Rosalie Abella didn’t shy away from many hard questions during the extraordinary exit interview she gave Maclean’s this month. The longest-serving justice on the Supreme Court of Canada, who retires July 1, has never been a shrinking violet. But Abella did demur when asked about a trend in governance: governments’ eagerness to turn to retired Supreme Court justices, and retired judges from other courts, to solve what are essentially administrative or political problems. Given her frankness on other issues, she’s earned her reticence on this one. But we have some thoughts.
Post-retirement work for the judicial set is a topic that comes up often these days. Abella has had 18 different colleagues during her nearly 17 years on the top court. Many have been pressed back into service for post-retirement work. Michel Bastarache reported on the RCMP’s toxic culture. An astonishing array of retired Supremes converged on the 2019 SNC-Lavalin affair. Thomas Cromwell advised Jody Wilson-Raybould. Frank Iacobucci worked for the engineering firm. Most damaging, at the height of its dispute with its own Attorney General, the Prime Minister’s Office proposed to seek advice from “someone like Beverley McLachlin” to bolster its opinion about how she should exercise her discretion. As though a freshly retired chief justice were a short-order cook.
And then there is the seemingly endless procession of retired justices who are called in to fix the Department of National Defence and the Canadian Armed Forces. On June 1, Morris Fish released a report on the military justice system, which largely insisted the federal government implement a 2015 report from Fish’s former colleague Marie Deschamps. Louise Arbour’s report is next. Fish’s report mentions a 1997 report on military justice from the late Brian Dickson. Antonio Lamer delivered an independent review of the National Defence Act in 2003. If superannuated former judges were what it took to fix the military, Canada’s would be blinding in its glorious perfection.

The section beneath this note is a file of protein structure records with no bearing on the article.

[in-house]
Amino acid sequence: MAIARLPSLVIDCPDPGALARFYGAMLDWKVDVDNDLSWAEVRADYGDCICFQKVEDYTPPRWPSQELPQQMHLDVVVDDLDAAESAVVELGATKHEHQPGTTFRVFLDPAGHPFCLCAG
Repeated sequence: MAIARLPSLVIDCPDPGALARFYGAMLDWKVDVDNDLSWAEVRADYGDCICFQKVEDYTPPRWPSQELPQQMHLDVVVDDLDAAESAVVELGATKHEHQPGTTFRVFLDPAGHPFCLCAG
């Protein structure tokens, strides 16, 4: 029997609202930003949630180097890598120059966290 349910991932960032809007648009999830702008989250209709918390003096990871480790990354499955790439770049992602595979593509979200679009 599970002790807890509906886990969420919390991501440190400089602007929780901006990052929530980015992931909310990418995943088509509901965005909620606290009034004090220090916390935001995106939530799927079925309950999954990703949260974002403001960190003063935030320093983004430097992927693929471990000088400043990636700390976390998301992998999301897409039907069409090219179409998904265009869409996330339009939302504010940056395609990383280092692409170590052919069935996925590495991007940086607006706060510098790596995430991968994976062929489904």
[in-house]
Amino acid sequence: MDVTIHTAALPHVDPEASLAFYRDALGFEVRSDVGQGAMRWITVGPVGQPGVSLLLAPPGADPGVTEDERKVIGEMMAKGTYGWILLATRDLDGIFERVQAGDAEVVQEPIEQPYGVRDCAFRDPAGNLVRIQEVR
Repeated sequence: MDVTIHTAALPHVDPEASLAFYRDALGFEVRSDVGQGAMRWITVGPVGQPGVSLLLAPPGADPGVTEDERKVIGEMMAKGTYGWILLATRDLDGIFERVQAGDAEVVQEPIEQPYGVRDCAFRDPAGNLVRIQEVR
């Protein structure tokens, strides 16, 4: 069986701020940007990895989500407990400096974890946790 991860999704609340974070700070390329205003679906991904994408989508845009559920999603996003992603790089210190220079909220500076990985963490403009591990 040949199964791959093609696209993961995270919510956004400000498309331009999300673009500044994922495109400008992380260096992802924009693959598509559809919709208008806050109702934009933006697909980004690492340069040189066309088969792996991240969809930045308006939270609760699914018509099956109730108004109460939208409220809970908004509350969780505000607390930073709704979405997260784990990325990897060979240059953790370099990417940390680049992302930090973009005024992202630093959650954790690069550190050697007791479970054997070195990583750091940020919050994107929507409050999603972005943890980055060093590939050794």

What’s the problem? Some people worry that the prospect of work after retirement might colour a judge’s opinions before retirement. Frankly, this does not seem like a big risk. Whatever blemishes there may be on the Supreme Court of Canada’s reputation, they don’t seem to have been caused by anyone’s post-retirement gigs. And since it’s not uncommon for justices to retire well before the age limit of 75, it’s reasonable to expect they’ll do something later in life.
No, the problem seems, increasingly, to be on the demand side. When companies and interest groups hire a retired Supreme, it can look like an attempt to bolster their credibility in a frankly commercial dispute. When governments do it, it often looks like an attempt to catch a break from constant, and often richly earned, accusations of mismanagement.
What a retired judge can’t do, by herself, is solve a problem. Ermine-adjacent consultants have a rich history of analyzing complex decisions, but when they wore the robes they were making those analyses in a specific context. The most important part of that context was that their decisions carried the force of law. Now they really don’t. It falls to governments to act, and bureaucracies to implement. If they don’t, then a quick look-in by a certified Great Canadian won’t have helped. We’ve already seen this most spectacularly with the 2015 Deschamps report, which was barely implemented. Perhaps Arbour’s follow-up report should be limited to two words: “Try again.”
Increasing resort to government-by-retired-justice exacerbates a bunch of things that ail our democracy. A preference for marketing over sustained action. A growing estrangement between partisan political staff and the permanent public service, which leads governments to ask outsiders for advice they could get from experts inside departments. The collapse of attention spans. But back to Abella: her influence over her 45-year judicial career was cumulative, and it was based on sticking to her work. More people everywhere should follow that example.
This editorial appears in print in the July 2021 issue of Maclean’s magazine with the headline, “Ermine adjacency.” Subscribe to the monthly print magazine here.